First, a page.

By Joel Warner
By Michael Roberts
By Alan Prendergast
By Michael Roberts
By Michael Roberts
By Amber Taufen
By Patricia Calhoun
By William Breathes
What a difference a year makes. Last summer, as Mayor Wellington Webb pondered joining the Democratic race for the U.S. Senate in 2002, he seemed to take issue with a Denver appearance by the Republican who currently holds the job, Wayne Allard. Webb apparently didn't appreciate the Loveland veterinarian invading his home territory -- specifically, the annual Juneteenth parade in Five Points.
"It's a predictable kind of political deal when, if you haven't been to a particular place, you go to your opponent's base and make a statement that you are here," Webb told the Denver Post. "It doesn't do much other than to energize my base. People around here are probably saying they've never seen him before." For his part, Allard pointed out that he'd participated in the parade not once but three times, and had also held an affordable-housing meeting in the neighborhood.
And Allard was back in the area on January 21 this year for the Martin Luther King Day Marade. But it now seems that Webb -- who, by the way, is no longer a possible Senate candidate, let alone a real one, having abandoned those plans last year -- has learned to share. He and Allard not only marched side by side through town, they later appeared together on stage.
"To my knowledge, there were no repeats of last June," says Allard spokesman Sean Conway. He'd been "stunned" by Webb's comments, Conway adds, but was happy to see the two marching together this year. "The mayor couldn't have been more gracious and accommodating. It was a wonderful event. Senator Allard feels that there is no part of Colorado that is off limits to anyone. If Mayor Webb had entered the race and decided to come up to the Greeley Stampede, Wayne would have welcomed him there." According to Conway, this was Allard's third appearance at the Marade -- even though back in 1984, when he was a Colorado legislator, he voted against making MLK Day a state holiday because he felt it was unfair to private-sector employees whose employers wouldn't grant them the extra day off.
Webb spokesman Andrew Hudson insists that the mayor never had a problem with Allard's Juneteenth appearance. "He wasn't irked," Hudson says, explaining that it was the Post that chose to characterize Webb's comments in a negative way. As for the Marade, Hudson says, "It's common that when the Martin Luther King Jr. event occurs, a lot of people come, and there is also a lot of posturing to get next to the mayor. Tom Strickland was on the other side of the mayor. It's a fun march that is in honor of a very significant person in the history of the world. It's very appropriate that elected officials be at that event. It brings out everyone of every different political background."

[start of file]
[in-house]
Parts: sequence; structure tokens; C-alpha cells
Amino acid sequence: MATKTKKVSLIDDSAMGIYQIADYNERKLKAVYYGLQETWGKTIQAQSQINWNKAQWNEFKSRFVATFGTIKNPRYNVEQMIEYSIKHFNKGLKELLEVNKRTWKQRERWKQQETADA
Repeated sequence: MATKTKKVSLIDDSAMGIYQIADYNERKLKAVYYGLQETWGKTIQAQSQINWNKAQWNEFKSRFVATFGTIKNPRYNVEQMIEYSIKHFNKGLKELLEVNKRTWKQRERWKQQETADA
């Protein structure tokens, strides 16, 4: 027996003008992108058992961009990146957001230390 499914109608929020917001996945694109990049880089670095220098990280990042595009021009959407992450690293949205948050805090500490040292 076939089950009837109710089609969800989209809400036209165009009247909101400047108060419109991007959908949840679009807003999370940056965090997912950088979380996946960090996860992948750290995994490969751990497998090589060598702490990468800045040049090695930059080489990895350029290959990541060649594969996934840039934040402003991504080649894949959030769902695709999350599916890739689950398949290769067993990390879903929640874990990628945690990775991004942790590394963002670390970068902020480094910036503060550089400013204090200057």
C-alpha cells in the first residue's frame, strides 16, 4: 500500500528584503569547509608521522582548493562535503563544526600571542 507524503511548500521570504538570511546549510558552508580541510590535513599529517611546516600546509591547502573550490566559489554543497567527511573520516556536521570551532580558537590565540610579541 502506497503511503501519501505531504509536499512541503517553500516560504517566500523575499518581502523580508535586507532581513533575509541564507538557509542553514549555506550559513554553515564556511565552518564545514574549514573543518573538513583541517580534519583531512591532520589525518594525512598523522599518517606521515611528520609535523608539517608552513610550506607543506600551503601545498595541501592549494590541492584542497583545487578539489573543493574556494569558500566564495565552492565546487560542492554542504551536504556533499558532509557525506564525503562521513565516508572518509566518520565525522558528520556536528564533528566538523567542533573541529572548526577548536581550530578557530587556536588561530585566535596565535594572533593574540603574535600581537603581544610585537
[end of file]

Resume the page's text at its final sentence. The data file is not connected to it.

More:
Of course, a Webb/Allard kiss-and-make-up session probably wasn't what Strickland was hoping for. The front-runner for the Democratic nomination since Webb backed out, Strickland -- who already lost to Allard once before, back in 1996 -- can use all the support he can get. Nevertheless, Strickland landed on the mayor's prodigious bad side last summer by needling him during Webb's tortured, on-again, off-again decision- making process. At first Strickland offered to stand aside if the mayor chose to run for the Senate. But after waiting...and waiting...and waiting for Webb to make up his mind, Strickland began pressuring him, then finally reneged on his offer to get out of the way.
Strickland spokeswoman Chris Watney suggests that bygones are bygones. "Tom and the mayor have been friends for years, and the mayor has been very supportive of him," she says. "The mayor and his wife asked Tom to join them at the parade."
Can't you just feel the love?
Speaking of love: Although the life-sized bronze sculpture of Martin Luther King Jr. (standing with fellow civil-rights martyr Emmett Till) that stood in City Park for three decades (and marked the Marade's starting point until recently) is gone, it hasn't been entirely forgotten. While the area has been cleared to make way for local sculptor (and onetime astronaut-in-training) Ed Dwight's million-dollar replacement MLK project, complete with a three-layer pedestal supported by bronze representations of Frederick Douglass, Sojourner Truth, Gandhi and Rosa Parks, the city still possesses the original statue, unlike other much-mocked public works -- such as Larry Bell's "Solar Fountain" -- that were simply destroyed.
And even though the MLK piece, too, has taken its share of criticism over the years (among other things, people complained that the statute was "disproportionate" and that MLK looked like an ape), Mayor Webb has come to recognize that the work has value. In fact, the city plans to donate the statue to one of the 35 schools in the Denver Public Schools' northeast quadrant and has sent a letter to those schools asking if they're interested in receiving the "beautiful sculpture that has graced the city for so many years." First come, first served, the city says, anticipating a glut of interest in the much-maligned work -- and Webb has even promised to help find a private donor to cover the $20,000 in moving and installation costs.